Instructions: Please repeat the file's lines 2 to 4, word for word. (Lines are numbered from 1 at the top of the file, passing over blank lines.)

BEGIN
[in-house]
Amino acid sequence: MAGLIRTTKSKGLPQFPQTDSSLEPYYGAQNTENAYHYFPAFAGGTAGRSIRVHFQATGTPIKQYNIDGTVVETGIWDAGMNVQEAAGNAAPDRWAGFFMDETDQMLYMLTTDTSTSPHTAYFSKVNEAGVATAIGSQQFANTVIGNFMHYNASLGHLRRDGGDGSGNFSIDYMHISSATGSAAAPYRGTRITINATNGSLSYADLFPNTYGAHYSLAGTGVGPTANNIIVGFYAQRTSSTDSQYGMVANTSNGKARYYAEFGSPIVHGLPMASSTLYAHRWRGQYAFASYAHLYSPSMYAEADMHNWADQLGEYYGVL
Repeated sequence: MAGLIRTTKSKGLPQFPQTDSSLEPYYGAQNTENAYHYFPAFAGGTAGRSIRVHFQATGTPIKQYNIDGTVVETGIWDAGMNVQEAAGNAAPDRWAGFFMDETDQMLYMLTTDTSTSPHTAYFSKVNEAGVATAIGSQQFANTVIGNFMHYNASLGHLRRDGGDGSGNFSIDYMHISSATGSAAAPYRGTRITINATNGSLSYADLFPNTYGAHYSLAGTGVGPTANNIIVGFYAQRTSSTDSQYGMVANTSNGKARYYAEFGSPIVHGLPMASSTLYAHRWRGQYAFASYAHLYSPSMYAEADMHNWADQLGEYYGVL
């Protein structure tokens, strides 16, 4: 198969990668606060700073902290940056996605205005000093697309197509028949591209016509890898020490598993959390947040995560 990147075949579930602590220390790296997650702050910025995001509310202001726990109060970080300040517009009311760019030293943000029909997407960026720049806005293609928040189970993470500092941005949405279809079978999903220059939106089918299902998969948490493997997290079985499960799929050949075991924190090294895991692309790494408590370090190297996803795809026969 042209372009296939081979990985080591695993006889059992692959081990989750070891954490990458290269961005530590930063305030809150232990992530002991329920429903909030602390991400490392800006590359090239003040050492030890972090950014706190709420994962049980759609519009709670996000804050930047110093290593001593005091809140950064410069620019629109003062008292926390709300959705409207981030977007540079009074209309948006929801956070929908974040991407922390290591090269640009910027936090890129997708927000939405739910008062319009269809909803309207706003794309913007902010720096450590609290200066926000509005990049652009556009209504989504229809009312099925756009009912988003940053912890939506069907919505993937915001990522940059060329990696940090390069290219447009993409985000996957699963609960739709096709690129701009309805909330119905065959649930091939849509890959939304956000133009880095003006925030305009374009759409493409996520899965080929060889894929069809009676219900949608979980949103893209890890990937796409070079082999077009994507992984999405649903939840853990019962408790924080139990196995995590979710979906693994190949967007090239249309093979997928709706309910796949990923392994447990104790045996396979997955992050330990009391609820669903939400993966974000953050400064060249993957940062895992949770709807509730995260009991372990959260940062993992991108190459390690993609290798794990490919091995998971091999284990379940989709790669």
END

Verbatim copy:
Amino acid sequence: MAGLIRTTKSKGLPQFPQTDSSLEPYYGAQNTENAYHYFPAFAGGTAGRSIRVHFQATGTPIKQYNIDGTVVETGIWDAGMNVQEAAGNAAPDRWAGFFMDETDQMLYMLTTDTSTSPHTAYFSKVNEAGVATAIGSQQFANTVIGNFMHYNASLGHLRRDGGDGSGNFSIDYMHISSATGSAAAPYRGTRITINATNGSLSYADLFPNTYGAHYSLAGTGVGPTANNIIVGFYAQRTSSTDSQYGMVANTSNGKARYYAEFGSPIVHGLPMASSTLYAHRWRGQYAFASYAHLYSPSMYAEADMHNWADQLGEYYGVL
Repeated sequence: MAGLIRTTKSKGLPQFPQTDSSLEPYYGAQNTENAYHYFPAFAGGTAGRSIRVHFQATGTPIKQYNIDGTVVETGIWDAGMNVQEAAGNAAPDRWAGFFMDETDQMLYMLTTDTSTSPHTAYFSKVNEAGVATAIGSQQFANTVIGNFMHYNASLGHLRRDGGDGSGNFSIDYMHISSATGSAAAPYRGTRITINATNGSLSYADLFPNTYGAHYSLAGTGVGPTANNIIVGFYAQRTSSTDSQYGMVANTSNGKARYYAEFGSPIVHGLPMASSTLYAHRWRGQYAFASYAHLYSPSMYAEADMHNWADQLGEYYGVL
């Protein structure tokens, strides 16, 4: 198969990668606060700073902290940056996605205005000093697309197509028949591209016509890898020490598993959390947040995560 990147075949579930602590220390790296997650702050910025995001509310202001726990109060970080300040517009009311760019030293943000029909997407960026720049806005293609928040189970993470500092941005949405279809079978999903220059939106089918299902998969948490493997997290079985499960799929050949075991924190090294895991692309790494408590370090190297996803795809026969 042209372009296939081979990985080591695993006889059992692959081990989750070891954490990458290269961005530590930063305030809150232990992530002991329920429903909030602390991400490392800006590359090239003040050492030890972090950014706190709420994962049980759609519009709670996000804050930047110093290593001593005091809140950064410069620019629109003062008292926390709300959705409207981030977007540079009074209309948006929801956070929908974040991407922390290591090269640009910027936090890129997708927000939405739910008062319009269809909803309207706003794309913007902010720096450590609290200066926000509005990049652009556009209504989504229809009312099925756009009912988003940053912890939506069907919505993937915001990522940059060329990696940090390069290219447009993409985000996957699963609960739709096709690129701009309805909330119905065959649930091939849509890959939304956000133009880095003006925030305009374009759409493409996520899965080929060889894929069809009676219900949608979980949103893209890890990937796409070079082999077009994507992984999405649903939840853990019962408790924080139990196995995590979710979906693994190949967007090239249309093979997928709706309910796949990923392994447990104790045996396979997955992050330990009391609820669903939400993966974000953050400064060249993957940062895992949770709807509730995260009991372990959260940062993992991108190459390690993609290798794990490919091995998971091999284990379940989709790669």